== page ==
Purpose: Six-19% of critically ill COVID-19 patients display circulating auto-antibodies against type I interferons (IFN-AABs). Here, we establish a clinically applicable strategy for early identification of IFN-AAB-positive patients for potential subsequent clinical interventions. Methods We analysed sera of 430 COVID-19 patients with severe and critical disease from four hospitals for presence of IFN-AABs by ELISA. Binding specificity and neutralizing activity were evaluated via competition assay and virus-infection-based neutralization assay. We defined clinical parameters associated with IFN-AAB positivity. In a subgroup of critically ill patients, we analyzed effects of therapeutic plasma exchange (TPE) on the levels of IFN-AABs, SARS-CoV-2 antibodies and clinical outcome. Results The prevalence of neutralizing AABs to IFN-α and IFN-ω in COVID-19 patients was 4.2% (18/430), while being undetectable in an uninfected control cohort. Neutralizing IFN-AABs were detectable exclusively in critically affected, predominantly male (83%) patients (7.6% IFN-α and 4.6% IFN-ω in 207 patients with critical COVID-19). IFN-AABs were present early post-symptom onset and at the peak of disease. Fever and oxygen requirement at hospital admission co-presented with neutralizing IFN-AAB positivity. IFN-AABs were associated with higher mortality (92.3% versus 19.1 % in patients without IFN-AABs). TPE reduced levels of IFN-AABs in three of five patients and may increase survival of IFN-AAB-positive patients compared to those not undergoing TPE. Conclusion IFN-AABs may serve as early biomarker for development of severe COVID-19. We propose to implement routine screening of hospitalized COVID-19 patients according to our algorithm for rapid identification of patients with IFN-AABs who most likely benefit from specific therapies.

6.
Dtsch Med Wochenschr ; 146(17): e65-e73, 2021 Sep.
Article in German | MEDLINE | ID: covidwho-1368971

ABSTRACT

BACKGROUND: Increasing evidence suggests that some patients suffer from persistent symptoms for months after recovery from acute COVID-19. However, the clinical phenotype and its pathogenesis remain unclear. We here present data on complaints and results of a diagnostic workup of patients presenting to the post-COVID clinic at the University Medical Center Freiburg. METHODS: Retrospective data analysis of persistently symptomatic patients presenting to our clinic at least 6 months after onset of acute COVID-19. All patients were assessed by a doctor and routine laboratory analysis was carried out. Quality of life was assessed using SF-36 questionnaire. In case of specific persisting symptoms, further organ-specific diagnostic evaluation was performed, and patients were referred to respective departments/specialists. FINDINGS: 132 Patients (58 male, 74 female; mean age 53.8 years) presented to our clinic at least 6 months after COVID-19. 79 (60 %) had been treated as outpatients and 53 (40 %) as inpatients. Most common complaints were persistent fatigue (82 %) and dyspnea on exertion (61 %). Further common complaints were impairments of concentration (54 %), insomnia (43 %), and impairments of smell or taste (35 %). Quality of life was reduced in all sections of the SF-36 questionnaire, yielding a reduced working capacity. Significant pathological findings in laboratory, echocardiographic and radiological work-up were rare. Impairments in lung function tests were more common in previously hospitalized patients. CONCLUSION: Patients presenting 6 months after onset of acute COVID-19 suffer from a diverse spectrum of symptoms with impaired quality of life, also referred to as Long COVID or Post-Acute Sequelae of SARS-CoV-2 infection (PASC). Further research is needed to determine the frequency of these post-COVID syndromes and their pathogenesis, natural course and treatment options. Evaluation and management should be multi-disciplinary.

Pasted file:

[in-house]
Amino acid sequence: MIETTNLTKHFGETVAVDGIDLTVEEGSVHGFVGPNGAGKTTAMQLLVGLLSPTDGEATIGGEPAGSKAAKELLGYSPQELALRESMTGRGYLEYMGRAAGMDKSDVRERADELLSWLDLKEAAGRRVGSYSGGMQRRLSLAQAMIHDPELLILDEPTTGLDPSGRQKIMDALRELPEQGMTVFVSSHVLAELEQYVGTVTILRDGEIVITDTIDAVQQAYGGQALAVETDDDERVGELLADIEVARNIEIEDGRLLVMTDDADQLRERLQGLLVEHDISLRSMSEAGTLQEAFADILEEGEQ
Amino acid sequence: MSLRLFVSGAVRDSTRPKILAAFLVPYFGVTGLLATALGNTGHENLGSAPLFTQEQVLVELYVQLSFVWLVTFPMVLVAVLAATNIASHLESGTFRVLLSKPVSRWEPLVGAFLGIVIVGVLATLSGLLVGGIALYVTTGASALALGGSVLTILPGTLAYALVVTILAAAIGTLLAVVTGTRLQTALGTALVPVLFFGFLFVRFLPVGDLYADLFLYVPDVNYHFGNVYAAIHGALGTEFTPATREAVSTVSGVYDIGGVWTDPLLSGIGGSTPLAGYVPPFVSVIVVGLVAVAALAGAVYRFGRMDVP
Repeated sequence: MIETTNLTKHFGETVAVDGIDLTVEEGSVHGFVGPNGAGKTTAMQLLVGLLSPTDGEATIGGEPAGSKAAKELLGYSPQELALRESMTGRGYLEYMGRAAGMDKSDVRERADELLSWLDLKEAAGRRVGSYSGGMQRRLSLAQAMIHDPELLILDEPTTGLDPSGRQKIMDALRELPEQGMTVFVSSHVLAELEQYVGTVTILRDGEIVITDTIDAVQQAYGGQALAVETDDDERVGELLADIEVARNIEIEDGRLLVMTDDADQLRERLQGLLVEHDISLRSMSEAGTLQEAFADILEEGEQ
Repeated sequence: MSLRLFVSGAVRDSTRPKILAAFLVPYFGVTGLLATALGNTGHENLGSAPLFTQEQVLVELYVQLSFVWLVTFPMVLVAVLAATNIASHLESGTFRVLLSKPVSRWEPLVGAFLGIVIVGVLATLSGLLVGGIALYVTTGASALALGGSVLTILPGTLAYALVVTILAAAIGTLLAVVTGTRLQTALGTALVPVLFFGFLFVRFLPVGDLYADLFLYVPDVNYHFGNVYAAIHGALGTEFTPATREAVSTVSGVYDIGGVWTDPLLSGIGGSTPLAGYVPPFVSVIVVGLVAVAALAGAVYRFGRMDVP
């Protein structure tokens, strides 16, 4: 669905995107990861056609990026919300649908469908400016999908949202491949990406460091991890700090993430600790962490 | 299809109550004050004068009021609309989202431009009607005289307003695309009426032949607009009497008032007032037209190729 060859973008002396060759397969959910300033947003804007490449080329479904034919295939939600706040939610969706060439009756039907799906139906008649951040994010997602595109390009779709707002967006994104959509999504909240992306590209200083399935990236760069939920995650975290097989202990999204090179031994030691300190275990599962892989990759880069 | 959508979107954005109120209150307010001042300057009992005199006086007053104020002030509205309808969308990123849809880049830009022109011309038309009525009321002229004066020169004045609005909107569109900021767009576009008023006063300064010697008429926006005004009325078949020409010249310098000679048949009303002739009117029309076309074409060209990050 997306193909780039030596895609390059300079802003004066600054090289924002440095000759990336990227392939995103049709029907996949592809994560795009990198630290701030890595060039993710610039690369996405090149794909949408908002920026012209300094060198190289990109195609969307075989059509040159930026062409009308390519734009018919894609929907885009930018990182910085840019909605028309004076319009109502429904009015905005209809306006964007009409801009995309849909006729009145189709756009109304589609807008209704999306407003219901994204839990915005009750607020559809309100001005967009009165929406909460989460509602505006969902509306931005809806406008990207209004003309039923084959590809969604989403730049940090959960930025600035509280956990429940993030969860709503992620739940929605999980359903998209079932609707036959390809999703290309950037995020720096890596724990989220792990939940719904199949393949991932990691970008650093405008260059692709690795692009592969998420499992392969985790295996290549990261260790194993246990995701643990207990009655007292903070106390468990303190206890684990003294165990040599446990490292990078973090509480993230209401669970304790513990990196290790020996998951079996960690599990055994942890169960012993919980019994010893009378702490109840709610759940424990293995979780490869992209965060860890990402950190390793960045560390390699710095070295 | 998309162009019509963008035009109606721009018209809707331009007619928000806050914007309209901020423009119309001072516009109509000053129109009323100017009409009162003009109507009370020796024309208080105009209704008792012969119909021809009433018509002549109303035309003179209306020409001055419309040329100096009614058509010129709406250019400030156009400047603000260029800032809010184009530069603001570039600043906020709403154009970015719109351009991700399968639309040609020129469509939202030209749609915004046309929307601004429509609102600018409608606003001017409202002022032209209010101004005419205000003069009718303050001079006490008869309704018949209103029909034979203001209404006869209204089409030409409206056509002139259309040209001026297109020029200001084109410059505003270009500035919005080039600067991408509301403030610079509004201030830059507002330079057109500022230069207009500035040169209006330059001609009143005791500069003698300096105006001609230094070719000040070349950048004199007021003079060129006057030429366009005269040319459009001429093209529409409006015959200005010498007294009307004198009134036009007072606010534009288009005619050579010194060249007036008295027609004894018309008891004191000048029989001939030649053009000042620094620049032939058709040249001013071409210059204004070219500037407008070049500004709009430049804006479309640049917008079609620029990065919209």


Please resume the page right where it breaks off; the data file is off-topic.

Subject(s)
COVID-19/complications , SARS-CoV-2/immunology , Adult , Aged , Aged, 80 and over , Anosmia , Antibodies, Viral/blood , COVID-19/epidemiology , Dyspnea , Fatigue , Female , Follow-Up Studies , Germany/epidemiology , Humans , Male , Middle Aged , Quality of Life , Retrospective Studies , Sleep Initiation and Maintenance Disorders , Surveys and Questionnaires , Taste Disorders , Young Adult
7.
Dtsch Med Wochenschr ; 146(15): 972-977, 2021 Aug.
Article in German | MEDLINE | ID: covidwho-1338571

ABSTRACT

Some patients complain of persisting symptoms after acute COVID-19. There is no universal definition yet for these post-acute sequelae, also termed Long COVID. Although their prevalence remains to be established, a delayed recovery seems to be more common than after other acute infectious diseases. Common complaints include fatigue with exercise intolerance, dyspnea on exertion, chest pain, and neuropsychiatric symptoms. Female sex, comorbidities, and severity of the acute disease have been identified as risk factors for persisting symptoms. It is, however, important to highlight that they are not limited to patients after severe COVID-19. Whilst their pathogenesis and prognosis is largely unknown, diagnostic evaluation should focus on exclusion of objective organ dysfunctions. Due to the variable presentation, management is interdisciplinary and may include physiotherapy, rehabilitation programmes, and psychological support. This article aims to summarize the current - limited - evidence on persisting symptoms after COVID-19.


Subject(s)
COVID-19/complications , COVID-19/diagnosis , COVID-19/epidemiology , COVID-19/etiology , COVID-19/therapy , Humans , Prevalence , Risk Factors
SELECTION OF CITATIONS
SEARCH DETAIL